The 1650 to 1850 period was a time where seapower played an unprecedently unique role in the history of the world, one which arguably has never quite reached the same heights again. Long and lengthy wars of attrition were combined with, for the first time, the capability of ships to engage in systemic blockades, to cut off enemies from the growing world commercial system, placing them at a fundamental disadvantage in conflicts. In a world of rapidly increasing trade, exploration, and colonization, naval power represented a decisive tool, rendering command of the sea of unprecedented importance. Naval power would mobilize vast amounts of resources, in battles of economic endurance, where singular naval battles would be less important than operational and strategic capabilities of navies, War at Sea in the Age of Sail: 1650-1850 provides a strong overview of both the technical features of this period and a summary of some of the naval wars of the period. Although it has some biases and its choice of wars is inconsistent, its excellent technical side makes for a firm overall summary book.
The opening several chapters of the book deal with the technical and scientific aspects of navies, covering the strategic aspects of naval warfare (such as the difference between land-based monarchies with navies or the navies build by the commercial-maritime states) and its influence to begin with. Following from this is its discussion of the evolution of ship types, bases (and the different philosophies between nations, as the French for example preferred to surge ships into theater while the British built up permanent naval bases), design, armament, tactics, and social structures and life afloat.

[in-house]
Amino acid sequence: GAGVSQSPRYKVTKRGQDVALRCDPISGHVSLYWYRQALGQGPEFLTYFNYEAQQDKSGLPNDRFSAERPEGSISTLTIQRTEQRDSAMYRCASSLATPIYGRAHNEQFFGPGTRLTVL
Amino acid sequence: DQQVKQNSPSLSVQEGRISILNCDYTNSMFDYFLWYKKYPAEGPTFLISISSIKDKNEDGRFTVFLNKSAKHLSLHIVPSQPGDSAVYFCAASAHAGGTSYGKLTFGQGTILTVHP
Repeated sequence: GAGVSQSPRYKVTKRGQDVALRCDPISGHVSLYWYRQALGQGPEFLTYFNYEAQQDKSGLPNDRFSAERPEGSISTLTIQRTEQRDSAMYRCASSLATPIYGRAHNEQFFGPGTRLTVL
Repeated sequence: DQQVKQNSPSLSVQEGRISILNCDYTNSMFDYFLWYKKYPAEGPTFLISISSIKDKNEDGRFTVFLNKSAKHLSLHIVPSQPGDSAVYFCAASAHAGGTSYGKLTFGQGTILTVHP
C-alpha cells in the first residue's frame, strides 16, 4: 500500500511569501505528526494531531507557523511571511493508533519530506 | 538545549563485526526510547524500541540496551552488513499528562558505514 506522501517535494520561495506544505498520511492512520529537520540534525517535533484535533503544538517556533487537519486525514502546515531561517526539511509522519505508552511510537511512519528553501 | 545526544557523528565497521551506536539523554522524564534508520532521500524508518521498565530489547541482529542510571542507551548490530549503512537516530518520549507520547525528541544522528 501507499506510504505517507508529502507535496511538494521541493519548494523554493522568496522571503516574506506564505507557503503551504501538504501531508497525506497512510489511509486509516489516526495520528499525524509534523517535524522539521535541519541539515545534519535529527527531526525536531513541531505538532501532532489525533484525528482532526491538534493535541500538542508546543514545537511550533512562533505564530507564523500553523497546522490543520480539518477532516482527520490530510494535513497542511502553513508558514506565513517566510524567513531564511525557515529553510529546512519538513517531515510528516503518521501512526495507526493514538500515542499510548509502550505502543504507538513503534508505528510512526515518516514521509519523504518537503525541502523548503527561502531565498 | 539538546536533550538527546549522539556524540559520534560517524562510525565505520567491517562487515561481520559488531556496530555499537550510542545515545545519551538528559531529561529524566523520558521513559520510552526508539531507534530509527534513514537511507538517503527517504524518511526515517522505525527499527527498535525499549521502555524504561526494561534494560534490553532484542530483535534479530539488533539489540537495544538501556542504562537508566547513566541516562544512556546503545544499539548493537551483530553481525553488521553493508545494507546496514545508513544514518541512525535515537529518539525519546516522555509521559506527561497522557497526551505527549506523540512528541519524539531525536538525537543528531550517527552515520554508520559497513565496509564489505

After this it begins a chapter-by-chapter, war-by-war collection of the various naval wars of the period, starting with the Anglo-Dutch Wars, then Louis XIV's navy rapid rise and decline. These are generally a mixture of describing the navies involved, operations and strategy, and the battles which they fought. The Baltic campaigns between Sweden and Russia feature next, followed by a combination chapter of the War of Jenkin's Ear, the War of Austrian Succession, and the Seven Year's War. The American Revolutionary War, and the book's pinnacle, the Napoleonic Wars, succeed this, with a final chapter focusing on some of the activities of the Royal Navy after the end of the Napoleonic period, such as the Opium War with China or its intervention in the Eastern Crisis of 1840.
A very useful annex lists the battlefleet tonnage of the major navies.
The most definite strength of War at Sea in the Age of Sail is its good general technical descriptions of fleets and what their composition were, ranging from fleet units to specific ship types and how they evolved over time - such as how ships of the line gradually became bigger and their minimum size larger, or the disappearance of fireships from conventional naval tactics. Certainly, the descriptions are by no means exhaustive - but they're a good introduction into the subject and hold occasional surprise gems, such as the talk of the weaknesses of French cannons which does a good deal to explain some of the problems encountered by French ships in close range battles against British warships.